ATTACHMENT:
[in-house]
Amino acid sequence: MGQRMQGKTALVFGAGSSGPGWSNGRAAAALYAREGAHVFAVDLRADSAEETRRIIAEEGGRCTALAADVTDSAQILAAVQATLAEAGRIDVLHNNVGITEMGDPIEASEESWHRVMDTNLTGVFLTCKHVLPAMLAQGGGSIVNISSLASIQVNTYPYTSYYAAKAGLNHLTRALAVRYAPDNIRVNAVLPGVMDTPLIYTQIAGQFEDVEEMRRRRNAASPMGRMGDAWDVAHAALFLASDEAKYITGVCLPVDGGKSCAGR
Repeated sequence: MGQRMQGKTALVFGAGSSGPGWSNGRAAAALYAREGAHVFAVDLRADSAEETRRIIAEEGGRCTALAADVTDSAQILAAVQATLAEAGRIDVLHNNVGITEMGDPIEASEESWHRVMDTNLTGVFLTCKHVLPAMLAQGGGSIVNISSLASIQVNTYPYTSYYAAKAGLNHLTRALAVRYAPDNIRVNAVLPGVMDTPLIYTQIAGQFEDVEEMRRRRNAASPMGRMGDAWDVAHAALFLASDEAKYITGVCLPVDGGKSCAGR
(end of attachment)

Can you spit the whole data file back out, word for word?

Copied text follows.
[in-house]
Amino acid sequence: MGQRMQGKTALVFGAGSSGPGWSNGRAAAALYAREGAHVFAVDLRADSAEETRRIIAEEGGRCTALAADVTDSAQILAAVQATLAEAGRIDVLHNNVGITEMGDPIEASEESWHRVMDTNLTGVFLTCKHVLPAMLAQGGGSIVNISSLASIQVNTYPYTSYYAAKAGLNHLTRALAVRYAPDNIRVNAVLPGVMDTPLIYTQIAGQFEDVEEMRRRRNAASPMGRMGDAWDVAHAALFLASDEAKYITGVCLPVDGGKSCAGR
Repeated sequence: MGQRMQGKTALVFGAGSSGPGWSNGRAAAALYAREGAHVFAVDLRADSAEETRRIIAEEGGRCTALAADVTDSAQILAAVQATLAEAGRIDVLHNNVGITEMGDPIEASEESWHRVMDTNLTGVFLTCKHVLPAMLAQGGGSIVNISSLASIQVNTYPYTSYYAAKAGLNHLTRALAVRYAPDNIRVNAVLPGVMDTPLIYTQIAGQFEDVEEMRRRRNAASPMGRMGDAWDVAHAALFLASDEAKYITGVCLPVDGGKSCAGR